Submitted to: Foodborne Pathogens and Disease
Publication Type: Peer Reviewed Journal
Publication Acceptance Date: 11/1/2013
Publication Date: 4/1/2014
Citation: Folster, J., Tolar, B., Pecic, G., Sheehan, D., Rickert, R., Hise, K., Zhao, S., Cray, P.J., McDermott, P., Wichard, J.M. 2014. Characterization of blaCMY plasmids and their possible role in source attribution of salmonella enterica serotype typhimurium infections. Foodborne Pathogens and Disease. 11(4):301-306. Interpretive Summary: Salmonella is a food borne pathogen that can be acquired from ingestion of contaminated foodstuffs. Infection results in mild to severe cases of gastroenteritis in humans which often resolves within five to seven days. However, when indicated, particularly in the young, the elderly or the immunocompromised, treatment with antimicrobials may be warranted. One class of antimicrobials is especially important in treating salmonellosis, the cephalosporins, since they are well tolerated in children as well as adults. However, all bacteria develop ways to evade killing by antimicrobials through use of internal enzymes, some of which are called beta-lactamases. When bacteria evade killing they become resistant to the effect of the antimicrobial and treatment may fail. Three main groups of beta-lactamases have been identified among Salmonella and include the cephamycinase bla(CMY) genes which are the most common beta-lactamases in North America. One particular type of Salmonella, serotype Typhimurium, is found in diverse agricultural niches and can be recovered from many different animal sources as well as humans. Typhimurium bacteria can carry the genes responsible for antimicrobial resistance to the cephalosporin antimicrobials on a mobile piece of DNA called plasmids. In North America, the antimicrobial susceptibility of Salmonella is monitored by the U.S. National Antimicrobial Resistance Monitoring System (NARMS). In this study, we determined the antimicrobial resistance of Salmonella Typhimurium to cephalosporins. In 2008, 70 isolates (70/581;12.0%) (34 isolates from retail meats, 23 from food animals, and 13 clinically ill humans) were resistant to cephalosporins. All of the isolates had the bla(CMY) gene which was found on a plasmid in 59 (84.3%) of these isolates. We also discovered that these plasmids were primarily of two different types, one identified as IncI1 and the other as IncA/C. Isolates originating from chickens or chicken products were primarily identified as having IncI1 plasmids (37/40; 92.5%) while all isolates from cattle (6/23;26.1%) exclusively had IncA/C plasmids. Antimicrobial susceptibility patterns within the isolates recovered from IncI1 on IncA/C plasmids were also very similar. This suggests that during a food borne outbreak investigation when the source of an infection is unknown, if the laboratory knows that it is Salmonella Typhimurium and characterizes the type of cephalosporin resistant gene, the type of plasmid they carry and determines the antimicrobial resistance profile, they may be able to identify the food source of the outbreak. This is particularly important for physicians, veterinarians, public health laboratories, and epidemiologists as they respond to foodborne outbreaks.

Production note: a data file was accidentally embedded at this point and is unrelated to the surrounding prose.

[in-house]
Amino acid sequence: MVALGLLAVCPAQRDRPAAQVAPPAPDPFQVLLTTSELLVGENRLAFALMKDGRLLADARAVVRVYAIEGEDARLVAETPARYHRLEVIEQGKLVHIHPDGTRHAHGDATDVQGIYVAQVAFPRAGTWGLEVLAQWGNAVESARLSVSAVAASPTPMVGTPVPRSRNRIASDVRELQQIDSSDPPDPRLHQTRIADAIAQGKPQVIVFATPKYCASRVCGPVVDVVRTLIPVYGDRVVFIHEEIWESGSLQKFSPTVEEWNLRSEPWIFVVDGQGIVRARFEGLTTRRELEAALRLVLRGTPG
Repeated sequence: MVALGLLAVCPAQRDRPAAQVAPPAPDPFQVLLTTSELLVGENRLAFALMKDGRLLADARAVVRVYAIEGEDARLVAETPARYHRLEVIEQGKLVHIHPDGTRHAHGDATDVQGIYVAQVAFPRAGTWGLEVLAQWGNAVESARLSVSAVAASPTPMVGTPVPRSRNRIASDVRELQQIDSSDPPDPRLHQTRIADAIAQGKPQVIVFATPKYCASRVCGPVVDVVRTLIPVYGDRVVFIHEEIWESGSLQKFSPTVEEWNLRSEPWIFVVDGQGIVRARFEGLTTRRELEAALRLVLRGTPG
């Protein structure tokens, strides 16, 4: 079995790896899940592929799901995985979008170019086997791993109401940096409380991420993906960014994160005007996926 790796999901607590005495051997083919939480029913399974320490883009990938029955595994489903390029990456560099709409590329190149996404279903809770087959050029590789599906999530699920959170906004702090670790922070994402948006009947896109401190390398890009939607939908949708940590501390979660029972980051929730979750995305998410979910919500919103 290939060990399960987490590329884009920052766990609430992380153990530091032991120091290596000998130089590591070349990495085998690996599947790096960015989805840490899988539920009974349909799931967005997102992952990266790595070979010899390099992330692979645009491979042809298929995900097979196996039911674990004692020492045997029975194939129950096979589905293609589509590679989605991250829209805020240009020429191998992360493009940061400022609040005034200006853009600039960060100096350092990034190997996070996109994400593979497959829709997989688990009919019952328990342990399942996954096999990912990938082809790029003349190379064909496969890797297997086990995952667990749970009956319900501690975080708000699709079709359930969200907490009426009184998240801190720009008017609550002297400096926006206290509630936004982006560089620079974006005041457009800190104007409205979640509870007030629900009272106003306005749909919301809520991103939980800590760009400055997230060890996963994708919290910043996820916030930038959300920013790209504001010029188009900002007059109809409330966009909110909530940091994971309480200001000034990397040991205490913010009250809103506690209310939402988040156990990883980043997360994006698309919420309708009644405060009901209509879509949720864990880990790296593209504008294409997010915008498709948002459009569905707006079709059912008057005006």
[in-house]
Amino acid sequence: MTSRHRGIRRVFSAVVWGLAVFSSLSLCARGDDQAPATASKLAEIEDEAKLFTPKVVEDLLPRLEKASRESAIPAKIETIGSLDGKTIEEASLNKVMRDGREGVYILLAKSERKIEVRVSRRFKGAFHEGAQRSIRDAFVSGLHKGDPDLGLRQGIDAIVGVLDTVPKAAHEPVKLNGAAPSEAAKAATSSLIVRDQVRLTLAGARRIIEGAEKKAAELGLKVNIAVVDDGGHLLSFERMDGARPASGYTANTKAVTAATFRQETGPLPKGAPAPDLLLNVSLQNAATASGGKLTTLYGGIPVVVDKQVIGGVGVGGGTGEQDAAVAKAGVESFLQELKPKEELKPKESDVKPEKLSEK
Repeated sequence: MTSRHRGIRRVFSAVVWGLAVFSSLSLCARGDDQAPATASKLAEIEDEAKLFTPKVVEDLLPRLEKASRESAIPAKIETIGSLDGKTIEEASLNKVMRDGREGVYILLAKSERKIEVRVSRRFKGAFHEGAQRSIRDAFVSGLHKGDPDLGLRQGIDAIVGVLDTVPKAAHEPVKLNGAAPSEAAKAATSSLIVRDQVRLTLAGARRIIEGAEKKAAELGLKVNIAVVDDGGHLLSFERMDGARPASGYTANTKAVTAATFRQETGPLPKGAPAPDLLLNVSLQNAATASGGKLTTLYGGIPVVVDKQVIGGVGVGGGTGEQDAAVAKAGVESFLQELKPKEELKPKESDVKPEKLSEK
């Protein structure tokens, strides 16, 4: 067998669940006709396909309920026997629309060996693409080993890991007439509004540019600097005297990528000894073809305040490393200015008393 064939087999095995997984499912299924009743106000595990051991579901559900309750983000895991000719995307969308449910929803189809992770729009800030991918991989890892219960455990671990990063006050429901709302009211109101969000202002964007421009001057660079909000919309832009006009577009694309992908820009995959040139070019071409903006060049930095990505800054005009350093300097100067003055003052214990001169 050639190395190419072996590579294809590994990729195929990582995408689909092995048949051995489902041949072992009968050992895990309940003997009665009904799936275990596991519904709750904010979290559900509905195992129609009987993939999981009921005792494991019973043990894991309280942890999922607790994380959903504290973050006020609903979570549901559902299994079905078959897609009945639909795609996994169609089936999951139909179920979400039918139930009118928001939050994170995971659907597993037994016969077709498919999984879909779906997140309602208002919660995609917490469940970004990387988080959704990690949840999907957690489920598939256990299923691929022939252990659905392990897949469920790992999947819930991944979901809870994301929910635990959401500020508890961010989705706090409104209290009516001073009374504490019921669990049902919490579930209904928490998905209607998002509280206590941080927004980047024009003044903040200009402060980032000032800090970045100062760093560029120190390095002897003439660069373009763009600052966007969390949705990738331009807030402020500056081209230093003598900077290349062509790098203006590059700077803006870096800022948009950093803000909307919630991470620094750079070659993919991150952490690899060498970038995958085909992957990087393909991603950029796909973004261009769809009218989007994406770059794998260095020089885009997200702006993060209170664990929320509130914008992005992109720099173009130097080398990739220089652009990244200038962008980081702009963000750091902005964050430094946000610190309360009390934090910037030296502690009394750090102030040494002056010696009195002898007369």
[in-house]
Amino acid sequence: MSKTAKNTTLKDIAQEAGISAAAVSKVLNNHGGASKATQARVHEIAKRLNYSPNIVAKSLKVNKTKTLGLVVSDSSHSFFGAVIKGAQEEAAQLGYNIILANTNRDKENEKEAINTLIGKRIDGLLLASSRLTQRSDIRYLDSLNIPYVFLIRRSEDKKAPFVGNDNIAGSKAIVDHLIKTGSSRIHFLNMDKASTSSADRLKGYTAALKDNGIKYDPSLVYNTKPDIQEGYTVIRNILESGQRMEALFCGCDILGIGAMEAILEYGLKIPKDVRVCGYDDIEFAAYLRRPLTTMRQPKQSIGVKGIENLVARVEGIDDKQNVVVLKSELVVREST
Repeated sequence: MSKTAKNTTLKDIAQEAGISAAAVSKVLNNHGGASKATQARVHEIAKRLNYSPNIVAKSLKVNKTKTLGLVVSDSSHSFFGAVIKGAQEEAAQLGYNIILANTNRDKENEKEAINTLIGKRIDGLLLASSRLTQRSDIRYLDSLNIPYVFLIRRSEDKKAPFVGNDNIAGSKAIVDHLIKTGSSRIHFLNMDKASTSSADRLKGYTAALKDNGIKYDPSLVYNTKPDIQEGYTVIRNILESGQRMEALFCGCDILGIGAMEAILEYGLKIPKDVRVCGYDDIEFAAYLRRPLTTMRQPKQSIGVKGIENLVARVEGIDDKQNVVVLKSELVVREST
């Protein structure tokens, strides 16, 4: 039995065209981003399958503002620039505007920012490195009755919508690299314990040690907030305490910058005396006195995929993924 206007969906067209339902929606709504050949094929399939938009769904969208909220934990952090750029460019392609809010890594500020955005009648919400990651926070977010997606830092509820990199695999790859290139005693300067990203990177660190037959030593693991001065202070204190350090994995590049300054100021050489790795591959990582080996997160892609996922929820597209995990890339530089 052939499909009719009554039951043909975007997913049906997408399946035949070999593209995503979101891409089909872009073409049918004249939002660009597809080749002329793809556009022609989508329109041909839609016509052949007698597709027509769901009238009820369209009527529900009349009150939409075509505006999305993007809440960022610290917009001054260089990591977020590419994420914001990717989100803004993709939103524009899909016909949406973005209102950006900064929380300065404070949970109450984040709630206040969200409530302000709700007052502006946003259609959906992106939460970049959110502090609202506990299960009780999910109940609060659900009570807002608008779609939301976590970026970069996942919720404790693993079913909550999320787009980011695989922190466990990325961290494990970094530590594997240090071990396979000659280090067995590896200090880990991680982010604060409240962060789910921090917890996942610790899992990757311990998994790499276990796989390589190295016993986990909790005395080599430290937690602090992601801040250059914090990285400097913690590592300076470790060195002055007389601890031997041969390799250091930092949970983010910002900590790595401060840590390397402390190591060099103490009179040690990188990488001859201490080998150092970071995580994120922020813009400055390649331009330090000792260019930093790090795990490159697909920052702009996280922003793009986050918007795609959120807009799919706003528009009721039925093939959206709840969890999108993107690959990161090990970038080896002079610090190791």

Technical Abstract: Salmonella is an important cause of foodborne illness; however, identifying the source of these infections can be difficult. This is especially true for Salmonella serotype Typhimurium, which is found in diverse agricultural niches. Cephalosporins are one of the primary treatment choices for complicated Salmonella infections, and are the only treatment option in children. In Salmonella, cephalosporin resistance in the U.S. is mainly mediated by blaCMY genes carried on various plasmids. In this study, we examined whether the characterization of blaCMY plasmids can help us identify potential sources of infection by Typhimurium. In the U.S., antimicrobial resistance monitoring of Salmonella is performed by the National Antimicrobial Resistance Monitoring System (NARMS) from retail meats, food animals, and ill persons. In 2008, 70 isolates (70/581; 12.0 %) (34 isolates from retail meat, 23 food animal, and 13 human) were resistant to ceftriaxone and amoxicillin/clavulanic acid. All were PCR-positive for blaCMY and 59 (84.3%) of these genes were plasmid-encoded. PCR-based plasmid typing (PBRT) identified 42 (71.2%) IncI1-blaCMY and 17 (28.8%) IncA/C-blaCMY plasmids. Isolates from chickens or chicken products with blaCMY plasmids primarily had IncI1-blaCMY plasmids (37/40; 92.5%), while all isolates from cattle (6/23;26.1%) exclusively had IncA/C-blaCMY plasmids. Isolates from humans had either IncA/C- blaCMY (8/12; 66.7%) or IncI1- blaCMY (4/12; 33.3%) plasmids. All of the IncI1-blaCMY plasmids were ST12 or highly related. Antimicrobial susceptibility patterns (AST) and pulsed-field gel electrophoresis (PFGE) patterns of the isolates were also compared. When the source of an infection is unknown during a Typhimurium outbreak investigation, characterizing the type of blaCMY plasmid they carry and knowing the AST and PFGE patterns may be aid in identifying the source of the outbreak.